Ereka is offering to make two temari for the top two bidders.  Temari balls are a traditional form of Japanese embroidery.  She made me one as a holiday gift once, and it is absolutely beautiful.  Look:


If you would like a temari as well, go bid for one on [ profile] help_japan !
bookaddict88: (Squee)
So, you know how I asked for travel ideas? Well, I posted something up on Facebook asking for travel buddies and ideas.  My mom saw it, and asked if I wanted to go to China with her.  As if she had to ask!  I've wanted to go to China forever (I've been to the airport in Hong Kong, and that's it), especially since my mom's side of the family is Chinese.  Anyway, it was really just an idea that we started looking into, and nothing definite, until we found really cheap plane tickets to Beijing.  And now, less than a week after we first started talking about it, my mom, my two sisters, and I are all set to spend three weeks in China!  I'm very excited, not only about my destination, but also about my travel companions.  I've traveled quite a bit, but the last time I went overseas with one sister was over ten years ago, and I've never been overseas with the other sister.  I'm sad my dad and brother can't go, but it will be a fun girls-only adventure! 

Anyone been to China before and have tips/advice/suggestions?  My mom and one of my sisters have been, but it was for a humanitarian trip, and they didn't do much sightseeing and had most of the trip planned for them. This trip is very open, except for the fact that we're flying in and out of Beijing.

Also, who has a Kindle or other e-reader? I used to be set against them, but the last two times I've spent a semester abroad, I saw how useful they could have been for travel.  Considering I like to travel quite a bit, I've been thinking of getting one, though I can also read e-books on my laptop, iPod Touch, and phone.  I put off buying it, because I wasn't sure when I was going to travel next, but now that I'm definitely spending three weeks in China, I'm thinking about making the investment.  So, thoughts about whether it's worth it, and which e-reader I should get?  I'm thinking about the Kindle, as it seems to be the best reader for the price, and I'm thinking e-ink is the best way to go.  But I'm up for any and all suggestions!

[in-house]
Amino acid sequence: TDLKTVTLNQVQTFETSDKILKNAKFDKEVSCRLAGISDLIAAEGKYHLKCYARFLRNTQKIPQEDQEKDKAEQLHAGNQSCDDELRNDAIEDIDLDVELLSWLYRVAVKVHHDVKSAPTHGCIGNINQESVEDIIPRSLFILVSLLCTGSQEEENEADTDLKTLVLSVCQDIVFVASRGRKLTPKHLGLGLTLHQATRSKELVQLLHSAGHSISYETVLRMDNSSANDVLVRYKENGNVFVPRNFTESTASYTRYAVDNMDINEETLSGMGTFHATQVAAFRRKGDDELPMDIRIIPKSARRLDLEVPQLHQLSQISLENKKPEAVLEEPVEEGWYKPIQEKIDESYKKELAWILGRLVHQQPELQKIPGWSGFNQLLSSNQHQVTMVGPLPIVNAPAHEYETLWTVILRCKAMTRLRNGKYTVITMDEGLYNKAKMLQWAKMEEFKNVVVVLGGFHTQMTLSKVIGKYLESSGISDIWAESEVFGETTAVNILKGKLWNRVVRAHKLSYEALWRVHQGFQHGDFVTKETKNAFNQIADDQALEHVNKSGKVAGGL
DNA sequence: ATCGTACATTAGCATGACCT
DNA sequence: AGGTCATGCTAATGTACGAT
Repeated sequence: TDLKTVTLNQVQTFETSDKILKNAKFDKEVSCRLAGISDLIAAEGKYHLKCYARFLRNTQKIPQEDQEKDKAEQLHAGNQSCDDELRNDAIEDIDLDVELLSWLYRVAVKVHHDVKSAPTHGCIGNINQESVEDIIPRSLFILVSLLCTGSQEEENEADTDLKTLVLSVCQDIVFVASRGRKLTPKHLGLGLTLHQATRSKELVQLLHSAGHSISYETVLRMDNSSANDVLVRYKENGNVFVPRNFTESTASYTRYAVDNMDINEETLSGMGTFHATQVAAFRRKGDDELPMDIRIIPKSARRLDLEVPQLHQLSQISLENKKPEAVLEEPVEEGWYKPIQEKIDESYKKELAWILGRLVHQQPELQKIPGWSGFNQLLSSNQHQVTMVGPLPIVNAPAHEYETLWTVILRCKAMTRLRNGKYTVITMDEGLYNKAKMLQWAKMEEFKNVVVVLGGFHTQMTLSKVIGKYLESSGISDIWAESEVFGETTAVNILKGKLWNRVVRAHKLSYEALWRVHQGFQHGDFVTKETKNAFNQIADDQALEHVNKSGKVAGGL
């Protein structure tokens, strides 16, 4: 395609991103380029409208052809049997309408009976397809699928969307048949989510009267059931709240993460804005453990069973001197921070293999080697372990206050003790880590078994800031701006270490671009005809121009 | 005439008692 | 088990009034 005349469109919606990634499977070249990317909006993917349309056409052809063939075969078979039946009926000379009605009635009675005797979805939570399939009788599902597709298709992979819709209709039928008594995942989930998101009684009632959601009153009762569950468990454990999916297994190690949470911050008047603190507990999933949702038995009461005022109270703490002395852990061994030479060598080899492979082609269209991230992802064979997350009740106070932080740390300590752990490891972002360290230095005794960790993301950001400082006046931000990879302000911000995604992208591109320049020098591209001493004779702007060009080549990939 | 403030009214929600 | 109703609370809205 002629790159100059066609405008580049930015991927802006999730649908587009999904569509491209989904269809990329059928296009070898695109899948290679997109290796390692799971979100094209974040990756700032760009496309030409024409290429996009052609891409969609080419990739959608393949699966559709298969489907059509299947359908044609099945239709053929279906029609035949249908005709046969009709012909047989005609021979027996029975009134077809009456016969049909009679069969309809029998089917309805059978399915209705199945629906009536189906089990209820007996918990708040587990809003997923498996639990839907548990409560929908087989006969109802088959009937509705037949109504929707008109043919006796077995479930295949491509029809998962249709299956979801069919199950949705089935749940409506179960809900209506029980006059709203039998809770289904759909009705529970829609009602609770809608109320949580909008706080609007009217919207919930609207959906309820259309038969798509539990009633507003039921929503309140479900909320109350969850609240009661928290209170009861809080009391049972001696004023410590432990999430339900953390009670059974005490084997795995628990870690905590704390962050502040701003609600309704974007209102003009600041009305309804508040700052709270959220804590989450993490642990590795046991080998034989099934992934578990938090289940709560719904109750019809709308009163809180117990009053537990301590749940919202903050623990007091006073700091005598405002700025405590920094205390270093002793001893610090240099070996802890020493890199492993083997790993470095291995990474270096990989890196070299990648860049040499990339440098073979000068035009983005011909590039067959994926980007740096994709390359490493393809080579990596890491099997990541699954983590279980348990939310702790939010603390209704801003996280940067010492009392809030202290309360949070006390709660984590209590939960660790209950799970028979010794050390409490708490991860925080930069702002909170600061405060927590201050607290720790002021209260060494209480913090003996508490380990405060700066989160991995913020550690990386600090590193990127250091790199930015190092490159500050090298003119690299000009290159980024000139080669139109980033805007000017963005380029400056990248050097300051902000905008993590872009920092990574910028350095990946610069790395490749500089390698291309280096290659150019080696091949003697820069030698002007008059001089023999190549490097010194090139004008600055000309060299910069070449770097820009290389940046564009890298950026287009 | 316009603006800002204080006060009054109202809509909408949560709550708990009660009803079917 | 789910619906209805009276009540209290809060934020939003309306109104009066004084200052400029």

In less than exciting news, my Spring Break is almost over, and I've gotten nothing productive done school-wise.  We're starting new units in both math and reading Monday, and testing is coming up, so I've got a LOT to do. Oops.
bookaddict88: (Default)
It's Spring Break!  One of the nice things about teaching is that I still get these breaks. I found some cheap tickets home from Dallas, so I'll be driving about five hours down there tomorrow to visit a friend and then take a flight home the next day. It'll be a lot of traveling for just a few days home, but it'll be so worth it.

Speaking of breaks, I'm already thinking about what I can do this summer.  I miss traveling internationally already, and I'm not too picky about where I go. Basically, I'd just like to go somewhere I haven't been before (i.e. not North America, Western Europe, Australia/New Zealand, Thailand, Japan, Morocco, or Armenia), though I'd be willing to go back somewhere if I find a really good deal. I want to keep my budget to about $2000, but stay as long as I can somewhere within that budget.  And I may be traveling by myself unless I can find someone to travel with.  Other than that, though, everything is pretty open.  So I'm turning to all of you!  Where do you suggest I go?